“Don’t be timid, explode it,” advised James Krohn, San Francisco based luxury personal shopper who happens to be an adamant proponent against normcore and not the type to shy away from sartorial risks. In truth, Krohn is a style maximalist, a fashion aficionado who, after two decades of experience at the venerable Saks Fifth Avenue, now leads a team of personal shoppers at Neiman Marcus. Having just returned from a ten day buying trip to Paris, Krohn visited the School of Fashion to talk to FSH 280: Personal Styling students about the ritzy world of personal shopping.
It came as no surprise that at the first mention of Paris, all eyes were glued on Krohn. Sparks of envy glistened in the audience’s eyes as Krohn spoke about his work affairs and writing appointments with the cool nonchalance of a seasoned expert. But as the manager of personal shopping at Neiman Marcus, traveling to the fashion capitals of the world, visiting Instagram-worthy showrooms, and shopping on a lavish budget fathomable only to the most affluent of social stratums is just part of the (dream) job. It takes time, though, to get to this level in a specialized field that’s mostly reserved for and indulged in by high society.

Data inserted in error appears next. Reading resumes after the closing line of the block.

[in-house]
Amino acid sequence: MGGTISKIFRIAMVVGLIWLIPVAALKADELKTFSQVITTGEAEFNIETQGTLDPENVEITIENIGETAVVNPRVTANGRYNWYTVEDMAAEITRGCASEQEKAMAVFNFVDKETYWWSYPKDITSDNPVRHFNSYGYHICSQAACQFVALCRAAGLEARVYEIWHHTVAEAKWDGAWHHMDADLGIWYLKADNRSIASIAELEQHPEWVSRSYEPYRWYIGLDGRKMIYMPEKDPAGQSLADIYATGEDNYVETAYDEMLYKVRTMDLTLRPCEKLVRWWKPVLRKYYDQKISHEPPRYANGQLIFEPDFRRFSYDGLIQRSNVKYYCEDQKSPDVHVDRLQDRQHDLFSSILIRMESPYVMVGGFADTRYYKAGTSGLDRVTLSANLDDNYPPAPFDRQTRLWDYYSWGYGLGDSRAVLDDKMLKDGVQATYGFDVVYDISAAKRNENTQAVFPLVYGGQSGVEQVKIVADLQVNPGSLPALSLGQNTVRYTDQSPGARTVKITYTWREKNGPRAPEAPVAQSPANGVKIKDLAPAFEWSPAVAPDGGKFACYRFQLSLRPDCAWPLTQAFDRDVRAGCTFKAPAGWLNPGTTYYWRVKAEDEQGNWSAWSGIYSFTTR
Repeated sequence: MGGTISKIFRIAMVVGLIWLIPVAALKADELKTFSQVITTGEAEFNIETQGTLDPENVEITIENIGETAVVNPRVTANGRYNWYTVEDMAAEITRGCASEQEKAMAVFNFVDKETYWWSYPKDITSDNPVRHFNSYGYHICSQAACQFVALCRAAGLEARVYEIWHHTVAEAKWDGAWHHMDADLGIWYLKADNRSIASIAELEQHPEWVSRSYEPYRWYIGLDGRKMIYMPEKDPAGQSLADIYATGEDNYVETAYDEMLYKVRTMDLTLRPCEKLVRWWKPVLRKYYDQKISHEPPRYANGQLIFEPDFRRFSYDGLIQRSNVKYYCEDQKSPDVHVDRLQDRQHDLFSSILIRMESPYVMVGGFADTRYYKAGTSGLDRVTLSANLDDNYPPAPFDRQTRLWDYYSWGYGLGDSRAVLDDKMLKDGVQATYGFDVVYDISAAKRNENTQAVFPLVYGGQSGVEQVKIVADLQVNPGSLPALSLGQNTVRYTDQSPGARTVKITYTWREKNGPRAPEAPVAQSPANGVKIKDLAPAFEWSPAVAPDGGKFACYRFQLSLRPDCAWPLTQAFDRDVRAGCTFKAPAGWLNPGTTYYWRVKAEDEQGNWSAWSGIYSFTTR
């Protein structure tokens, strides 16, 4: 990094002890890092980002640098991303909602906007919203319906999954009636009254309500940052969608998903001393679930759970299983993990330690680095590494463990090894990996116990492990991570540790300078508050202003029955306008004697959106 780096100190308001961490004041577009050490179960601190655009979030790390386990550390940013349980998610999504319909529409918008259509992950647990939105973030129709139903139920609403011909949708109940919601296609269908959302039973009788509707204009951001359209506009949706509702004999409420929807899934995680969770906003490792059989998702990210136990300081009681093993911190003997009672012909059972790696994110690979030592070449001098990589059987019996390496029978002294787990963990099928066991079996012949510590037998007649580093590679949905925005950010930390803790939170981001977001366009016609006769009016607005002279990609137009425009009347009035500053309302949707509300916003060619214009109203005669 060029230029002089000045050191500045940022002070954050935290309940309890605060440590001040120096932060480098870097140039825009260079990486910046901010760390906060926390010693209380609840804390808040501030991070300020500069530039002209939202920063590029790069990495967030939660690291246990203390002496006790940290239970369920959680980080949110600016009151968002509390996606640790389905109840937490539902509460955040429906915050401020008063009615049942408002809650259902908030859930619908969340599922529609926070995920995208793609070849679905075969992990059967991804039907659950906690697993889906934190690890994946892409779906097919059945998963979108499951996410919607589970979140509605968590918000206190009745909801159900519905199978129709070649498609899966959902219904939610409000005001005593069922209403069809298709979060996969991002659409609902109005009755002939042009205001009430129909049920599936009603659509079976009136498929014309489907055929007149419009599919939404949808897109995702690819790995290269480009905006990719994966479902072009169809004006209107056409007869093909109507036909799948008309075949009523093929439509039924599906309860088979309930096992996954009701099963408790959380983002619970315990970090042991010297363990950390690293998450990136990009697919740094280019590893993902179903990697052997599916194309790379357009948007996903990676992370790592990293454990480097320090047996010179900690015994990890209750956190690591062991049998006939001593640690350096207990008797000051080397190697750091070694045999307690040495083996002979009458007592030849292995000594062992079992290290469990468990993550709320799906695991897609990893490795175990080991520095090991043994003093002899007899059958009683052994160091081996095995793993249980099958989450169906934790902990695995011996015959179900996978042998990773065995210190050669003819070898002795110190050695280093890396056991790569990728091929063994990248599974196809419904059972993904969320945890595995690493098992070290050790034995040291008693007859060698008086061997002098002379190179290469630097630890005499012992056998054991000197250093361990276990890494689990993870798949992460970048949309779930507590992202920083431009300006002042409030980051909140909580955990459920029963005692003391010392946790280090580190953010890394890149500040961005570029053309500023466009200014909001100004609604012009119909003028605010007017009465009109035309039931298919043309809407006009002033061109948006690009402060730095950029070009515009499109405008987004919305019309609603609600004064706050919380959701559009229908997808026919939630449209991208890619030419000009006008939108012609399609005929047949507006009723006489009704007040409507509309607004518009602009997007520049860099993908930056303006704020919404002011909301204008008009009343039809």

Chances are if you like fashion, you love to shop. It’s the industry’s favorite pastime, but turning it into a lucrative career requires certain sartorial deft. According to Krohn, a dynamic personal stylist needs to develop a wide arsenal of styling tricks and be able to curate interesting and impactful fashion through the client’s point of view. Contrary to the “one size fits all” maxim, every client’s style is unique and requires personalized attention.
Within the nuanced spectrum, most styles fall somewhere in between mainstream and esoteric. In order to cater to clients whose styles align with public consensus, a personal stylist needs to be fluent in trends and celebrity style. But for the more idiosyncratic clients, styling becomes less focused on formula and popularization, and more on that special “wow” factor. Prolific designers like Christopher Kane, Mary Katrantzou, Johanna Ortiz, and Dries Van Noten are particularly gifted in creating striking one-of-a-kind designs that stand out from the masses. Unsurprisingly, their fashion bravados have made them client favorites.
Relevancy is also of the utmost importance, and a personal stylist’s eyes must always be wide and open. “Keep looking at everything,” urged Krohn. “You can’t stop watching or you’ll fall out of date.”
At the end of the day, it’s about satisfying the clients and fostering the electricity they feel with fashion. Sometimes the visceral outweighs the cerebral, and how one feels wearing fashion, whether it’s a $100 dress or a $2,000 jacket (which in Krohn’s world is considered a “great deal”), is what matters most.